Admittedly, nomination to the Supreme Court is a monumental event.  The appointment is for life; and each party would like to have the ability to nominate their own respective candidates. Taking great care to select a nominee and confirm the appointment is expected.  However, the question of how long is too long for a vacancy is upon us today.  Is a year too long?  Has the United States Supreme Court become so removed from the typical American voter’s life that this issue doesn’t seem to matter?  When one thinks about the impact that Justice Scalia had on the Court over the past 30 years, it is incomprehensible to think that a vacancy for over a year will have no lasting impact on the American public.

Note that this post is only a brief summary of the SCOTUS vacancy.  It does not constitute legal advice nor does it establish an attorney/client relationship.

Hodges and Davis – June 2016

The Drug Enforcement Administration’s (“DEA”) mission is, in part, to enforce the controlled substances laws and regulations of the United States.  Among its responsibilities, the DEA audits medical providers for compliance with the Controlled Substances Act, particularly provisions regarding distribution and dispensing of legally produced controlled substances.  It is important for medical providers to be proactive and continuously prepared for DEA audits.

Generally, DEA Diversion Investigators will arrive, unannounced, for an audit at a physician’s office.  Federal law requires Diversion Investigators to state the purpose for the visit.  The physician will be asked to voluntarily consent to the audit.  The physician is not required to consent and should contact legal counsel to determine whether consenting is the right course of action.  If there is no consent, the DEA must apply to a federal district court to obtain an administrative inspection warrant.  Diversion Investigators are authorized to inspect, copy, and verify the correctness of records required to be kept pursuant to federal law.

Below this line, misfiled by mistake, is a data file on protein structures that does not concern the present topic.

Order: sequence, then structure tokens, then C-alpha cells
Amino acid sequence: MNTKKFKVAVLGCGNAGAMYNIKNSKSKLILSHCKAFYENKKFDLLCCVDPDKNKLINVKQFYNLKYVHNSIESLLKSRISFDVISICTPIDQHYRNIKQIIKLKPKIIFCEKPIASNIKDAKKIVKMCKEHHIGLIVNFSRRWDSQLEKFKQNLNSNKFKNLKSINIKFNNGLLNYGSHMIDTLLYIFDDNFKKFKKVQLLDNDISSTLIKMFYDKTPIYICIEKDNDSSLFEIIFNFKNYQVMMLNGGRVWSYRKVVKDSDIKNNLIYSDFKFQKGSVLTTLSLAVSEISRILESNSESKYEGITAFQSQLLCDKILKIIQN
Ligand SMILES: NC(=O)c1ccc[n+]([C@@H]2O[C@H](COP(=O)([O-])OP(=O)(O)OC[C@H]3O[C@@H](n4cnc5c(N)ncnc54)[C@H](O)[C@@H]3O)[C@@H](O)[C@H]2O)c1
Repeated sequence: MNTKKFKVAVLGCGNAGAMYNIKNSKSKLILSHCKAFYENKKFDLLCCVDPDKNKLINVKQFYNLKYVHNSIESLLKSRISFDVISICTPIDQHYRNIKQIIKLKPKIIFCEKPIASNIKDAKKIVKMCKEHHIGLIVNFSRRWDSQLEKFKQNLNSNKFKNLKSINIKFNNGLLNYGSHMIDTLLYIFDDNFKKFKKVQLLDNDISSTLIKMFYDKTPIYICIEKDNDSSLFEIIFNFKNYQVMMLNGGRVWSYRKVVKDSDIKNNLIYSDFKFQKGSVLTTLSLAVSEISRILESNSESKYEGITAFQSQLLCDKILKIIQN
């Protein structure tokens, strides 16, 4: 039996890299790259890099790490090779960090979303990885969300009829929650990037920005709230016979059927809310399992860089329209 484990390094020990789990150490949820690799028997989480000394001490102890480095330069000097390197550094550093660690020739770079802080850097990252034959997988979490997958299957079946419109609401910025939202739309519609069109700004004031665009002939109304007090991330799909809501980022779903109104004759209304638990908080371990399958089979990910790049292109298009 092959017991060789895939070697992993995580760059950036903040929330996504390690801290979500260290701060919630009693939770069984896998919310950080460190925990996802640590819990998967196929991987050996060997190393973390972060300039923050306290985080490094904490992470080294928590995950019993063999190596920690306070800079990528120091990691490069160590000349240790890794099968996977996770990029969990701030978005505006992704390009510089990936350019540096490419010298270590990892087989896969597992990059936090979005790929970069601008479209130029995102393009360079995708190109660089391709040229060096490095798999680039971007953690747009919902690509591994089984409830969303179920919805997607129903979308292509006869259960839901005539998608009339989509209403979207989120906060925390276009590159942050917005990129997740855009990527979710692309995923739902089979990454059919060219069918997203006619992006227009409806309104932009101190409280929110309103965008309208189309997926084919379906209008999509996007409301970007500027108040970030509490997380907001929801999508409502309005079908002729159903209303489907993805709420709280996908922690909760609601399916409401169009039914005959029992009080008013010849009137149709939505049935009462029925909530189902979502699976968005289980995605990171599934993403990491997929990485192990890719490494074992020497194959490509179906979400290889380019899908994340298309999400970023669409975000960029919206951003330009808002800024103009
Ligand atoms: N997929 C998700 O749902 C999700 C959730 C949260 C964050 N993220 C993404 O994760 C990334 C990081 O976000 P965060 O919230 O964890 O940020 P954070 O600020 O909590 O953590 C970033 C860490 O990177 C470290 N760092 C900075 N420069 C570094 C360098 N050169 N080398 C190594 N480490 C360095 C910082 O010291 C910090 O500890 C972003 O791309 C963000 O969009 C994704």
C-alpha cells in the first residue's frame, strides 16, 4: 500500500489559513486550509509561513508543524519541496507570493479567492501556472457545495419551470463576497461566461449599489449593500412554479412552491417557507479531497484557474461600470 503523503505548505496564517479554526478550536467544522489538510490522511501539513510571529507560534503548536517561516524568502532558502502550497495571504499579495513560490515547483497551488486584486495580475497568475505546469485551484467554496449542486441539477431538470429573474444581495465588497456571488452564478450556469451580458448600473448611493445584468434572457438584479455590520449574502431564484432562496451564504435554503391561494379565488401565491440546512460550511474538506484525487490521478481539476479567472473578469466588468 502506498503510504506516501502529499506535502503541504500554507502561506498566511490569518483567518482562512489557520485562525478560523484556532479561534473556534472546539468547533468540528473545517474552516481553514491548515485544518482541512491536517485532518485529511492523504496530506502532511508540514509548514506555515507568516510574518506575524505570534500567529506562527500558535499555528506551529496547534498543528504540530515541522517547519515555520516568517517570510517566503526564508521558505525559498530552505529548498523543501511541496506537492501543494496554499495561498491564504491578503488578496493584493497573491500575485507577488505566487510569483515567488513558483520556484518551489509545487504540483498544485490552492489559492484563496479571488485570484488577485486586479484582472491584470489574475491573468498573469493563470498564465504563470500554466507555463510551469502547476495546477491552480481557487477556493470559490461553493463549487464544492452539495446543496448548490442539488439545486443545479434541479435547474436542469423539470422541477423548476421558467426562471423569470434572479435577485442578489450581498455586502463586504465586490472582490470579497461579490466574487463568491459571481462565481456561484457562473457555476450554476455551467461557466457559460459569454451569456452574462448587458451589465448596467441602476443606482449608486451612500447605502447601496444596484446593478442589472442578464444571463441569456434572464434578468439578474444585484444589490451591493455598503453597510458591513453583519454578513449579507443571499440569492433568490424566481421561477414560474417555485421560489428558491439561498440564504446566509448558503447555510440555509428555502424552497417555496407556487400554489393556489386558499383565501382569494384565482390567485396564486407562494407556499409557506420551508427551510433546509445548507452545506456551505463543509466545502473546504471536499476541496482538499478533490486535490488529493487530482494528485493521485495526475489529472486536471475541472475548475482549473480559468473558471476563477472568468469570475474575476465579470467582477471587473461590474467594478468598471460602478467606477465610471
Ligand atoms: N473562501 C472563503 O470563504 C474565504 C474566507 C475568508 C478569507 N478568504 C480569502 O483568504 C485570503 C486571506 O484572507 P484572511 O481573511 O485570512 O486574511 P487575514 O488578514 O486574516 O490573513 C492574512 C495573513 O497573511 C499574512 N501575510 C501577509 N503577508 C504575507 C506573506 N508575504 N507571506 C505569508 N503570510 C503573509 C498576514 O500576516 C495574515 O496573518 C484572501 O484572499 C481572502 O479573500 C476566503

Audits must be conducted at reasonable times and in a reasonable manner.  Depending on the circumstances, it may be appropriate to request that the DEA come at another time when the physician will either voluntarily consent or request that the DEA obtain an administrative investigation warrant.  A few examples of circumstances that may warrant this action include: absence of physician, patient scheduling issues, and/or the desire of the physician to have legal counsel present.  In any event, it is important to attempt to establish a good relationship with the Diversion Investigators beginning with the first contact.  In addition to maintaining policies regarding tracking controlled substances at a physician’s facilities, best practices include preparing a policy outlining audit response actions, i.e., designate one employee to communicate with Diversion Investigators, outline actions of that employee and other employees when Diversion Investigators arrive, including when to contact legal counsel.

Note that this post is only a brief summary of the DEA and its audit procedures.  It does not constitute legal advice nor does it establish an attorney/client relationship.  Should you have specific questions regarding the above, please contact Earle F. Hites or Preston G. Sisler at Hodges and Davis.

Hodges and Davis, P.C. – March 2016